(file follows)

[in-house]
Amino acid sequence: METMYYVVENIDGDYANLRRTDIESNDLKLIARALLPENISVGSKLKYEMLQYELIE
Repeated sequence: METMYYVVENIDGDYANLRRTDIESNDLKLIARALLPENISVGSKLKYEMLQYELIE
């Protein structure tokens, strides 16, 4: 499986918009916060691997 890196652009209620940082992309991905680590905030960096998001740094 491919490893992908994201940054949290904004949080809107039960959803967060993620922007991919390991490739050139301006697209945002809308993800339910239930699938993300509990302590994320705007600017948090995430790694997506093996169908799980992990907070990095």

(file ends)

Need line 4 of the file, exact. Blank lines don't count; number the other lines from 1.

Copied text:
């Protein structure tokens, strides 16, 4: 499986918009916060691997 890196652009209620940082992309991905680590905030960096998001740094 491919490893992908994201940054949290904004949080809107039960959803967060993620922007991919390991490739050139301006697209945002809308993800339910239930699938993300509990302590994320705007600017948090995430790694997506093996169908799980992990907070990095």